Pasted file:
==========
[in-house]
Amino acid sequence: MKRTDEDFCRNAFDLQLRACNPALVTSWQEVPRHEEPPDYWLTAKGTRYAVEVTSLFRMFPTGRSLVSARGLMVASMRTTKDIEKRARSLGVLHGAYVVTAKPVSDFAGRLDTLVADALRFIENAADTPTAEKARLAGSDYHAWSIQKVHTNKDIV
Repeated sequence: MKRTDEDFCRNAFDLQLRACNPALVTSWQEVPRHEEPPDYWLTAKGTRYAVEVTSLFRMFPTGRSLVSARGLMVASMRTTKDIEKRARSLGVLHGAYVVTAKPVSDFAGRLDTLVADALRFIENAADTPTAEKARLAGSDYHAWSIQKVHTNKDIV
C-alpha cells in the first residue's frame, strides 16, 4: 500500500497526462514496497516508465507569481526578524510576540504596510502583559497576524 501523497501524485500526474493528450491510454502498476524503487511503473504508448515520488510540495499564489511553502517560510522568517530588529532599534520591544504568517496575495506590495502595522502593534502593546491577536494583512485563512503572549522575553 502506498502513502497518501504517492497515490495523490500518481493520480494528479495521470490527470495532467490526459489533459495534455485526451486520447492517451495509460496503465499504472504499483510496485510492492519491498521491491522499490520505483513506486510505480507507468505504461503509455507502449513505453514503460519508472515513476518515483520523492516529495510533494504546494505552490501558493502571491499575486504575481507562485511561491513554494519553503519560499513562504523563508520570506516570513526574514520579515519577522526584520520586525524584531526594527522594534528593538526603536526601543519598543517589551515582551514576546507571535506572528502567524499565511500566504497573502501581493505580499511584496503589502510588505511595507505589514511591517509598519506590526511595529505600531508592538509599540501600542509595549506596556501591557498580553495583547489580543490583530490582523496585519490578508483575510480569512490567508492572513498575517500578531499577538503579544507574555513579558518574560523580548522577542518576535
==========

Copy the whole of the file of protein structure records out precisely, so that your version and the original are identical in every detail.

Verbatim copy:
[in-house]
Amino acid sequence: MKRTDEDFCRNAFDLQLRACNPALVTSWQEVPRHEEPPDYWLTAKGTRYAVEVTSLFRMFPTGRSLVSARGLMVASMRTTKDIEKRARSLGVLHGAYVVTAKPVSDFAGRLDTLVADALRFIENAADTPTAEKARLAGSDYHAWSIQKVHTNKDIV
Repeated sequence: MKRTDEDFCRNAFDLQLRACNPALVTSWQEVPRHEEPPDYWLTAKGTRYAVEVTSLFRMFPTGRSLVSARGLMVASMRTTKDIEKRARSLGVLHGAYVVTAKPVSDFAGRLDTLVADALRFIENAADTPTAEKARLAGSDYHAWSIQKVHTNKDIV
C-alpha cells in the first residue's frame, strides 16, 4: 500500500497526462514496497516508465507569481526578524510576540504596510502583559497576524 501523497501524485500526474493528450491510454502498476524503487511503473504508448515520488510540495499564489511553502517560510522568517530588529532599534520591544504568517496575495506590495502595522502593534502593546491577536494583512485563512503572549522575553 502506498502513502497518501504517492497515490495523490500518481493520480494528479495521470490527470495532467490526459489533459495534455485526451486520447492517451495509460496503465499504472504499483510496485510492492519491498521491491522499490520505483513506486510505480507507468505504461503509455507502449513505453514503460519508472515513476518515483520523492516529495510533494504546494505552490501558493502571491499575486504575481507562485511561491513554494519553503519560499513562504523563508520570506516570513526574514520579515519577522526584520520586525524584531526594527522594534528593538526603536526601543519598543517589551515582551514576546507571535506572528502567524499565511500566504497573502501581493505580499511584496503589502510588505511595507505589514511591517509598519506590526511595529505600531508592538509599540501600542509595549506596556501591557498580553495583547489580543490583530490582523496585519490578508483575510480569512490567508492572513498575517500578531499577538503579544507574555513579558518574560523580548522577542518576535